Bisignano says he disagrees with allowing the sale of handguns at gun shows and person-to-person with no permit or background check. He says eliminating the permit also does away with the requirement for gun holders to take a safety course.

The Senate bill has the support of 15 senators, the National Rifle Association, the Iowa Firearms Coalition and Iowa Gun Owners groups.

It's opposed by Catholic, Methodist and Episcopal church groups along with domestic violence and gun safety organizations.

Supporters say requiring permits and fees to own a gun contradicts the constitutional right to keep and bear arms.

Oklahoma House Committee Approves Consitutional Carry Bill - February 7, 2019

After being in session less than a week, Oklahoma lawmakers have already sent a controversial House bill through committee.

House Bill 2597 would essentially allow many gun owners to carry without a license.

Under the bill, it would allow "the carrying of a firearm, concealed or unconcealed, loaded or unloaded, by a person who is twenty one years of age or older or by a person who is eighteen years of age but not yet twenty one years of age and the person is a member or veteran of the United States Armed Forces, Reserves or National Guard or was discharged under honorable conditions from the United States Armed Forces, Reserves or National Guard, and the person is otherwise not disqualified from the possession or purchase of a firearm under state or federal law and is not carrying the firearm in furtherance of a crime."

The bill also states that those who are illegally in the United States would not be able to possess a weapon.

29 New Mexico Sheriffs Oppose New Legislation - February 6, 2019

Twenty-nine New Mexico sheriffs oppose several new gun control laws introduced by the New Mexico state legislature.

"You're just taking guns out of law-abiding citizen's hands," Lea County Sheriff Corey Helton. "This is not going to affect the criminals out there. They’re going to be able to get guns and they do not follow the law."

Lea County Sheriff Corey Helton is one of dozens of sheriffs who signed this statement by the New Mexico Sheriff's Association targeting four gun related bills as ineffective.

House bill 83 would allow law enforcement to temporarily seize guns from people considered an imminent threat while people subject to a protective order would be prohibited from buying guns under house bill 87.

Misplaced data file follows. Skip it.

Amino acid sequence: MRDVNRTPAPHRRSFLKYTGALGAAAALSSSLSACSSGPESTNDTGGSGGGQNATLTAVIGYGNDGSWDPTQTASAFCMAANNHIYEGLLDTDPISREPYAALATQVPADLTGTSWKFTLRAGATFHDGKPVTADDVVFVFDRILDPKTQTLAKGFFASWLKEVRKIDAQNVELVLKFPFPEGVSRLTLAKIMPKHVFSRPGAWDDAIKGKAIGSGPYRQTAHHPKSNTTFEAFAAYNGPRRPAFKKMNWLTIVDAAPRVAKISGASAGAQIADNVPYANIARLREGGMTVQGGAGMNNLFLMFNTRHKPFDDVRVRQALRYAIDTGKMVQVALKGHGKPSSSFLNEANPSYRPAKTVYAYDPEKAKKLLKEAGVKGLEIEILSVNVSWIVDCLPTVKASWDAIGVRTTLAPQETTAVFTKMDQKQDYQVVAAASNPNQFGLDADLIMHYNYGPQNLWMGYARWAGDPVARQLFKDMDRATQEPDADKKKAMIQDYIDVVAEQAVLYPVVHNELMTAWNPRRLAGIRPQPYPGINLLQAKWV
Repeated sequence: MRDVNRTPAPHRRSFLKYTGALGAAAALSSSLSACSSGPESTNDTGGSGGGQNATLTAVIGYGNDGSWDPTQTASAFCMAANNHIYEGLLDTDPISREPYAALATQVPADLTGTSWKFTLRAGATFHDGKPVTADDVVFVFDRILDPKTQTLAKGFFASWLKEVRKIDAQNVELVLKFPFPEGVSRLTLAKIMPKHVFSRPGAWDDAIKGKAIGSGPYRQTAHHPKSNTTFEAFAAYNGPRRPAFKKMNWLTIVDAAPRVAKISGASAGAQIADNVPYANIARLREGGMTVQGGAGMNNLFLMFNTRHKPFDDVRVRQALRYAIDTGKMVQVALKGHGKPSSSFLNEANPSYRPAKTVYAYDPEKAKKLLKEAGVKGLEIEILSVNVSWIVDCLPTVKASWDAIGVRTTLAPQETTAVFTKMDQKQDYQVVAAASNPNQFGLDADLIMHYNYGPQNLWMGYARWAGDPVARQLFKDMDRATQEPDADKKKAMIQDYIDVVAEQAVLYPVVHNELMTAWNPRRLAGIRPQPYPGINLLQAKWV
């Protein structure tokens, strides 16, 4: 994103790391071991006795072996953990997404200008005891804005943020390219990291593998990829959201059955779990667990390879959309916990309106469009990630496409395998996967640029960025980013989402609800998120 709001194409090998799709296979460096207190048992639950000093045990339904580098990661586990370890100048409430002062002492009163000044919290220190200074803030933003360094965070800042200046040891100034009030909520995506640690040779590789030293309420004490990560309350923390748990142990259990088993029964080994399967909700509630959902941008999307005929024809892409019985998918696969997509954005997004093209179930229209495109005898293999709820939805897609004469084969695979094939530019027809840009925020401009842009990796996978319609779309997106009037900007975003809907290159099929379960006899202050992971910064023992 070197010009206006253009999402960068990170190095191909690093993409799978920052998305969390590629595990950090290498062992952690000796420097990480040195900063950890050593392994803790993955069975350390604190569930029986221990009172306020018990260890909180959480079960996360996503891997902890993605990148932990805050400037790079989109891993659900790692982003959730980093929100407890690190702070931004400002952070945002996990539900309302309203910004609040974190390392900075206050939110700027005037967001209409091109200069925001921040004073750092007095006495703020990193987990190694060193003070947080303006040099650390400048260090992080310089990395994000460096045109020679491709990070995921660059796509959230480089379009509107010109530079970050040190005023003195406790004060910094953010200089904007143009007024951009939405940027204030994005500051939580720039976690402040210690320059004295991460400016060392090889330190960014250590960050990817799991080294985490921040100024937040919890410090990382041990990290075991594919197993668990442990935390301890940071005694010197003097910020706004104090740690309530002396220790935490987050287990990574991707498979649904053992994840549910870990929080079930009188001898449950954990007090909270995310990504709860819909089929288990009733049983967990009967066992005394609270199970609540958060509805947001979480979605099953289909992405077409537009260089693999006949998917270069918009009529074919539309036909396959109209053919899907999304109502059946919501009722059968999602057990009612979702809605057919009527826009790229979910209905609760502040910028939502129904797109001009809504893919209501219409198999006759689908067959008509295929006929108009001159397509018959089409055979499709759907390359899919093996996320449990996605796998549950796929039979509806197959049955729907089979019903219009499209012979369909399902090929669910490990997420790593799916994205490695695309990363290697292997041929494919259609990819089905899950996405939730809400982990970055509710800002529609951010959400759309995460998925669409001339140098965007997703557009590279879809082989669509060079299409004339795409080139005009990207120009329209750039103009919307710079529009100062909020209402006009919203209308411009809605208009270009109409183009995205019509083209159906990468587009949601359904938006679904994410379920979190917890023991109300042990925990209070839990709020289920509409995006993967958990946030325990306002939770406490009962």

House bill 130 aims penalizes gun owners who don't store guns safely around children and senate bill 8 looks to require background checks for private firearm sales.

Although many sheriffs oppose these bills New Mexico state representative Joy Garratt said legislation like her house bill 83 could have prevented massacres like the Parkland, Florida shooting last year.

New York Legislature Passes Six Anti-Gun Bills In New Session - January 29, 2019

New York lawmakers on Tuesday approved the most comprehensive set of gun bills in the state in six years, including measures that would ban bump stocks, prohibit teachers from carrying guns in schools and extend the waiting period for gun buyers who do not pass an instant background check.

In total, six gun bills passed easily through the State Senate and Assembly, a remarkable sight in a Capitol that for years had resisted almost all new legislation on the subject.

The relative ease of the laws passage highlighted, for the second time in just two days, the upheaval that November’s election brought to Albany. Democrats captured the Senate for the first time in a decade, delivering one-party control of state government. Since the legislative session began this month, both chambers have sent long-stymied bills in rapid-fire procession to the governor's desk.

South Dakota Constitutional Carry Bill Advances - January 28, 2019

Legislation allowing people to carry concealed handguns without a permit in South Dakota, also called "Constitutional carry," passed another hurdle on Monday morning.

The House State Affairs Committee gave Senate Bill 47 its blessing in a 10-3 vote after hearing 90 minutes of testimony about the measure. The bill now moves to the House floor for a vote. It has already passed in the Senate. Gov. Kristi Noem said she supports permit-less carry, but will consider the bill's language before supporting it.

The South Dakota Sheriffs' Association, as well as two sheriffs, testified on Monday that although they don't oppose permit-less concealed carry, they would rather it apply to only South Dakota residents. House Bill 1112, which would limit permit-less concealed carry to South Dakota residents only, was introduced in the House on Friday and has yet to be scheduled for a hearing.

Washington State Sheriffs Refuse To Enforce New Gun Laws - January 26, 2019

In Washington state, a freshly implemented ballot initiative and a raft of new bills may produce some of the tightest firearms regulations in the US. But standing in the way is a group of rural law enforcement officers who say point blank that they won’t enforce any of it.

The Klickitat county sheriff, Bob Songer, is one of them. He told the Guardian that the initiative passed last November "is unconstitutional on several grounds. I've taken the position that as an elected official, I am not going to enforce that law".

Songer also cited ongoing litigation by the National Rife Association gun industry lobby and others which aims to demonstrate the laws violate both the second amendment and the state's constitution. He also said that if other agencies attempted to seize weapons from county residents under the auspices of the new laws, he would consider preventively "standing in their doorway".

1 2 3 4 5 6 7 8 9 10 11 12 13 14 15 16 17 18 19 20 21 22 23 24 25 26 27 28 29

back to top